Deborah Hudman, MS, senior research associate in A.T. Still University-Kirksville College of Osteopathic Medicine’s Microbiology & Immunology department, recently learned her joint project with the Missouri Department of Conservation has been awarded grant funding.
The project goal is to create a Missouri map of tick species distributions and their human pathogens distribution.
“There is a pressing need to increase tick surveillance in Missouri,” Hudman said. “The state has a diverse and abundant tick community that is poorly understood, and new human pathogens transmitted by ticks are being discovered. There are many tick-borne human pathogens in Missouri and yet there is no comprehensive map of tick species or of the human pathogens those ticks are carrying.”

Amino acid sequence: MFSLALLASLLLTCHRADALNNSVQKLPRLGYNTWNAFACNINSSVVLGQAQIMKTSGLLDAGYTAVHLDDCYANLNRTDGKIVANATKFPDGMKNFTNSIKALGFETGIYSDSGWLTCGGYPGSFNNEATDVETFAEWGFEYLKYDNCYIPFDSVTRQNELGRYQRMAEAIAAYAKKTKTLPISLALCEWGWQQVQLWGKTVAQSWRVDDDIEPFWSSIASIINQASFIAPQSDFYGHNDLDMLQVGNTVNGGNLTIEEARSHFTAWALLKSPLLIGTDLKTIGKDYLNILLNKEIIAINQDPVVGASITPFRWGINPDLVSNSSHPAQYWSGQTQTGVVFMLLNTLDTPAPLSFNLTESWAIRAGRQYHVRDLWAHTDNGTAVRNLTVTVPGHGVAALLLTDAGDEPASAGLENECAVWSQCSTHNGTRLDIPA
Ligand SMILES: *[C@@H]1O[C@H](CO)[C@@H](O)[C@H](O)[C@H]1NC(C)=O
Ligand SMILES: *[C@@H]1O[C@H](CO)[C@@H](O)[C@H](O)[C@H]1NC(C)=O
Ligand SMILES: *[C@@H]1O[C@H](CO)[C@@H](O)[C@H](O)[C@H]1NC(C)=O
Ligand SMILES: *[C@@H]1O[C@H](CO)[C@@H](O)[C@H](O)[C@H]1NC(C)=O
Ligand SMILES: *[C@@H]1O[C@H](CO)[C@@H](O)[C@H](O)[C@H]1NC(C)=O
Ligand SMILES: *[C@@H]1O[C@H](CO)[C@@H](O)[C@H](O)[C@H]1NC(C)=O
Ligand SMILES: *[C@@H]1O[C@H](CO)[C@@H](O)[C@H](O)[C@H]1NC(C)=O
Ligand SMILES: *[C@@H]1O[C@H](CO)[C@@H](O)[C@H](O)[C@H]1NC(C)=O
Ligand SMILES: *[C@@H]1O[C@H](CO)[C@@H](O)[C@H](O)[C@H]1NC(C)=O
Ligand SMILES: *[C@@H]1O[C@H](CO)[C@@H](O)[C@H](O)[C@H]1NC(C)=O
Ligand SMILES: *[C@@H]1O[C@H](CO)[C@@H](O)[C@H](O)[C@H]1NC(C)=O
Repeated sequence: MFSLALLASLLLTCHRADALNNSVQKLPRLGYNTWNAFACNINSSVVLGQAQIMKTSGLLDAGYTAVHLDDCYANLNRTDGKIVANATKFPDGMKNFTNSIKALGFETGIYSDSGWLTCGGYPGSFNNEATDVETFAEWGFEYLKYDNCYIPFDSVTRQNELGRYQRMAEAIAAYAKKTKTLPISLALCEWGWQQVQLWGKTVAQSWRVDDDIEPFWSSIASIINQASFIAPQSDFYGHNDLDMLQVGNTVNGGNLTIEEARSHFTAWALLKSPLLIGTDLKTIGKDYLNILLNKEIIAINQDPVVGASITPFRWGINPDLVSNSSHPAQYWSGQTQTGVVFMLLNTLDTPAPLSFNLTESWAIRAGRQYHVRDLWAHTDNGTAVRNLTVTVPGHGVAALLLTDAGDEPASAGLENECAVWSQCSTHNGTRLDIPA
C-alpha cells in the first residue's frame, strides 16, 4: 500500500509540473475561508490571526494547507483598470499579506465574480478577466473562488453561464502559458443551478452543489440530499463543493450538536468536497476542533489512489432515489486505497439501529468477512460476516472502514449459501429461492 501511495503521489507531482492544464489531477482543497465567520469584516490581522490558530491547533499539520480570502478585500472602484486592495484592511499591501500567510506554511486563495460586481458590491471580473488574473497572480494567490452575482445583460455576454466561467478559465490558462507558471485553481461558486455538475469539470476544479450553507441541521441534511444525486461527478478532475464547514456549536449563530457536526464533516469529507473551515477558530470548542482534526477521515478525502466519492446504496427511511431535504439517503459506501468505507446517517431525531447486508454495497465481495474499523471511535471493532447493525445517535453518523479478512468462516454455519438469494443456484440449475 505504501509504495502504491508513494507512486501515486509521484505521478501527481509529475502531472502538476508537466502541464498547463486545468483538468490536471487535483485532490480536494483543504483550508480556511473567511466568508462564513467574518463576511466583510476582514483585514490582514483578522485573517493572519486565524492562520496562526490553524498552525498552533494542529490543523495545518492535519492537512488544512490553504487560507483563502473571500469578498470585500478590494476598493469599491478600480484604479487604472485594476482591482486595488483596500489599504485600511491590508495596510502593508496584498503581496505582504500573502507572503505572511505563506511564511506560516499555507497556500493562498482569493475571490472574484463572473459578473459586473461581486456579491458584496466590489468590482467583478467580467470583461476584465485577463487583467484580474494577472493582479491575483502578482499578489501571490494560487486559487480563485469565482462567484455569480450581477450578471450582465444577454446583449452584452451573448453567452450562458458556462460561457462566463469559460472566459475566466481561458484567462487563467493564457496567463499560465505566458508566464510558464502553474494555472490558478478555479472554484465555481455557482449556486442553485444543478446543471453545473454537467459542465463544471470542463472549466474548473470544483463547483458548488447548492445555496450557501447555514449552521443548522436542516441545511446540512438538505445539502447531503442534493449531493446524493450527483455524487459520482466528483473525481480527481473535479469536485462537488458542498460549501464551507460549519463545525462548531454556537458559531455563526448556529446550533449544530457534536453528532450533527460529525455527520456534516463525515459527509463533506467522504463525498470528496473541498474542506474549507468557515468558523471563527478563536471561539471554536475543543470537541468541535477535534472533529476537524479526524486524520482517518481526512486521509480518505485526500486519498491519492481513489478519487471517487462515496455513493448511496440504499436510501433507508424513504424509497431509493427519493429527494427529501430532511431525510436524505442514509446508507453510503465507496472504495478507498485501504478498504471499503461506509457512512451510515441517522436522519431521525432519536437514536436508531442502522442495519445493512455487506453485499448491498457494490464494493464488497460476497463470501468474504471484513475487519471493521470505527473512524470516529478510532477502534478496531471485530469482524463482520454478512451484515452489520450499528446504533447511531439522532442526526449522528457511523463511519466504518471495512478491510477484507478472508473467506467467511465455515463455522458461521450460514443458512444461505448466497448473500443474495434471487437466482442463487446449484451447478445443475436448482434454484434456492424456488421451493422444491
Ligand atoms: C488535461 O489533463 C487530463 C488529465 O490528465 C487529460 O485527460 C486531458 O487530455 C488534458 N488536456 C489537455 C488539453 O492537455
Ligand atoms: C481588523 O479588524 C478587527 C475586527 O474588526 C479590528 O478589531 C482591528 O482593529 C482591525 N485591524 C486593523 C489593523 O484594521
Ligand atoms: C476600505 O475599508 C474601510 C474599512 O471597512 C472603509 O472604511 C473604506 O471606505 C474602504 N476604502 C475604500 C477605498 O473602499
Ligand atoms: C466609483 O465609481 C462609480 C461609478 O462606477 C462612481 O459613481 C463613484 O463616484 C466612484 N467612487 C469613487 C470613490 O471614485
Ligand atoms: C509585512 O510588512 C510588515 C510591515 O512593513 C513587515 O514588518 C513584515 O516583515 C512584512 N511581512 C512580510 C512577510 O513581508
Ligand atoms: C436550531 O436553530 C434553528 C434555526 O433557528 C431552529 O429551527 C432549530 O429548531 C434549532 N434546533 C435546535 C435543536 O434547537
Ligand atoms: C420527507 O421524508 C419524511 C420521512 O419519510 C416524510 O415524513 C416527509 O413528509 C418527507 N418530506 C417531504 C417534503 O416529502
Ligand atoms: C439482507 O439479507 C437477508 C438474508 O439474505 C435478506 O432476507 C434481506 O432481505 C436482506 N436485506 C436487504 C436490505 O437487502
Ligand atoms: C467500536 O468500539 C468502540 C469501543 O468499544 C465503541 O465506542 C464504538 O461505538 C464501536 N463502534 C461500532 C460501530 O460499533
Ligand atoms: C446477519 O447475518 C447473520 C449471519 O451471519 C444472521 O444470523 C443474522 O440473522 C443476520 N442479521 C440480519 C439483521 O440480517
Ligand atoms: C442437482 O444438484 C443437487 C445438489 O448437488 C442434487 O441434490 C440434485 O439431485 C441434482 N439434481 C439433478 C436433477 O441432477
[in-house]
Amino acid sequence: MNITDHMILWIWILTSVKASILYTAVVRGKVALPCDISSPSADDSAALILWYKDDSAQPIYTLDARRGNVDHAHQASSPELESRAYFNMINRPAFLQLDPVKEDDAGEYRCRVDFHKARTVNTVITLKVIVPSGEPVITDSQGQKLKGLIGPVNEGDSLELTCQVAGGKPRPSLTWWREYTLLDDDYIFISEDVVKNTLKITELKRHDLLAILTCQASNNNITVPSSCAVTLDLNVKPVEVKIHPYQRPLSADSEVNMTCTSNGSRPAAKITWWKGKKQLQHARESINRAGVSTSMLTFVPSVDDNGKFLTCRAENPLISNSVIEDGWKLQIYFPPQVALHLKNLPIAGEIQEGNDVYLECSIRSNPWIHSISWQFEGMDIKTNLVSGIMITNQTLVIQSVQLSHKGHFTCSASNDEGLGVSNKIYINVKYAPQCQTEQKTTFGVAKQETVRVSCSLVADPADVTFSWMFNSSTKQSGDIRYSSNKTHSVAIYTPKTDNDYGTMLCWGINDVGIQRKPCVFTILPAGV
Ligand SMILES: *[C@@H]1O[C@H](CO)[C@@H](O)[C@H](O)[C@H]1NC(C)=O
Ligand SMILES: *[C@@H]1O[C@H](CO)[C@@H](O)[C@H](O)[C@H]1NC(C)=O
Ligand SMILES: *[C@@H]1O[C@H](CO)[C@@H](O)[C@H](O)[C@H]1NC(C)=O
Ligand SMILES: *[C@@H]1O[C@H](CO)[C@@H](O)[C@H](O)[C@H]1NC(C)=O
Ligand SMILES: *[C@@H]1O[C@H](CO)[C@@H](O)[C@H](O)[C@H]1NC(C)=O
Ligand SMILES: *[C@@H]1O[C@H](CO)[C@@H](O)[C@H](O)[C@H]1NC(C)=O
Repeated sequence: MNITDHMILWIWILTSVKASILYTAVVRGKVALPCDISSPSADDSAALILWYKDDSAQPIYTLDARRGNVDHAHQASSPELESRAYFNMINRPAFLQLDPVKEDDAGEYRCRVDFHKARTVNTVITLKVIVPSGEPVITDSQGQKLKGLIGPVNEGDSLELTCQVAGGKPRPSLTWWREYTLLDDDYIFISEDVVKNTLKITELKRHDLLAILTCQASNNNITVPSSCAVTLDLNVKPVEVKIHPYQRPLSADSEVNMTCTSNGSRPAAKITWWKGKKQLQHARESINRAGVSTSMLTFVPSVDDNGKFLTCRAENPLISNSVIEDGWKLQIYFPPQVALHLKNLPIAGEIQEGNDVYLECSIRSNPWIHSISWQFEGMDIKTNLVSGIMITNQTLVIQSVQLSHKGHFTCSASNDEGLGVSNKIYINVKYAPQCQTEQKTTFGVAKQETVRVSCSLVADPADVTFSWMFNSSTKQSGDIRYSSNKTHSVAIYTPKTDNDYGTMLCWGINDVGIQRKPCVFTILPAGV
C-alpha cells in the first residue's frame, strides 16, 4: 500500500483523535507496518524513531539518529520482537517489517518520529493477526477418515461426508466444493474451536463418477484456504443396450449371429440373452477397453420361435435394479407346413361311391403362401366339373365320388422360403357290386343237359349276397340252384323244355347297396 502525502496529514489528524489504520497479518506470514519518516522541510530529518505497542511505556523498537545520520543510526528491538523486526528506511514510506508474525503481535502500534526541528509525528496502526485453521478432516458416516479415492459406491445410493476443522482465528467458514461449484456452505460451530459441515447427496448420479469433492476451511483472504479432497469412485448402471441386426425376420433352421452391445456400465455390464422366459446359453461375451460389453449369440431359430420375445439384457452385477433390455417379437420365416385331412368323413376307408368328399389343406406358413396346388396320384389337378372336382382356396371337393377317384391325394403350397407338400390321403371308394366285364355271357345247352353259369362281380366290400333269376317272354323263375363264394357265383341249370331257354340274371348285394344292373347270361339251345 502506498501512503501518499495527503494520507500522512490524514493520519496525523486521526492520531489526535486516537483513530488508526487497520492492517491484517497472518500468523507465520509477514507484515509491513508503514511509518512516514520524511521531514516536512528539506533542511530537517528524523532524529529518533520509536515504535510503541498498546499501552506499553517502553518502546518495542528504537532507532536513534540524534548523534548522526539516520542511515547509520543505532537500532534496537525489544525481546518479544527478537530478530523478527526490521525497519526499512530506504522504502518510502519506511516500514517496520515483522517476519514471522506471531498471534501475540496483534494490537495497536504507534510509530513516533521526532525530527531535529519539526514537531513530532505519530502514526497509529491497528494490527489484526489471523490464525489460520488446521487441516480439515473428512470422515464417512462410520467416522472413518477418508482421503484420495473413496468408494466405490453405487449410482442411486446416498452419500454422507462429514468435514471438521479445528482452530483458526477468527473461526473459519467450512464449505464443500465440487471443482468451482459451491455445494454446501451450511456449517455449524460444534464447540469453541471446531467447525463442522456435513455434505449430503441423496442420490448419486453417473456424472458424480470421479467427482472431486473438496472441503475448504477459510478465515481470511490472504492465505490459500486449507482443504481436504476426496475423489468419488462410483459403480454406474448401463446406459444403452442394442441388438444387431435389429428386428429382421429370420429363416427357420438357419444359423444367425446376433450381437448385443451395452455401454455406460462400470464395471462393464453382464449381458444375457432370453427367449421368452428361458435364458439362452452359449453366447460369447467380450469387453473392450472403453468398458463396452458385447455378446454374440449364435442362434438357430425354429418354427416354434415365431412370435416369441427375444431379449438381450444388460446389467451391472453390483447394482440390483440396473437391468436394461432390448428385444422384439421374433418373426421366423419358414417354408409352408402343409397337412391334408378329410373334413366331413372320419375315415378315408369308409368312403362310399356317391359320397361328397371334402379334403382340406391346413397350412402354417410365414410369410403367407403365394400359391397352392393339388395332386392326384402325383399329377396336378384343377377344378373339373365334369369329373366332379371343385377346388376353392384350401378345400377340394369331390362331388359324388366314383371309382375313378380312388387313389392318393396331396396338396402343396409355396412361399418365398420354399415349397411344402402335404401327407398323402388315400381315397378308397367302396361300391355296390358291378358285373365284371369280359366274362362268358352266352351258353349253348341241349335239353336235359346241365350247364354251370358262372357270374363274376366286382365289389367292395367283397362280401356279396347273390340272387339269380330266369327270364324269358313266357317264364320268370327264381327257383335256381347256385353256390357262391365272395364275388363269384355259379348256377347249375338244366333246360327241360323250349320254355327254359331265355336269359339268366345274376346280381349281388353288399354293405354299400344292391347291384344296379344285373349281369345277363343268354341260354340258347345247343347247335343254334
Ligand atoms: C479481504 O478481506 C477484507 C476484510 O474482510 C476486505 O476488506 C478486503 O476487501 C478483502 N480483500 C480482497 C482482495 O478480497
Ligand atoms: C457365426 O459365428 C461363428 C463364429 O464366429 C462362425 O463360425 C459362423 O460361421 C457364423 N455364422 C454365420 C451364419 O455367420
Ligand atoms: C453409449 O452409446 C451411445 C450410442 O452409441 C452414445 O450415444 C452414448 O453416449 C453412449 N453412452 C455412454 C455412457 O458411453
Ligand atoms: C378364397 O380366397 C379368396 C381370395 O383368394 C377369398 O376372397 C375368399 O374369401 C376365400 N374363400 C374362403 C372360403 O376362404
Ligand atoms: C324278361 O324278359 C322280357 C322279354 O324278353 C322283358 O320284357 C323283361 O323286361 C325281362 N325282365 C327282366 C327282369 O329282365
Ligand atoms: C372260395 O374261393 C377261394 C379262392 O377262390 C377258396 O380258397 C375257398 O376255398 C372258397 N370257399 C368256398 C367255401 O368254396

Hudman said the data could inform predictive models of tick-borne disease spread and help determine if invasive tick species are present in the state.
The grant will provide $25,000 in this fiscal year. The project is also likely to receive another $25,000 next year.
Learn more about Hudman’s research in this article from Spark magazine.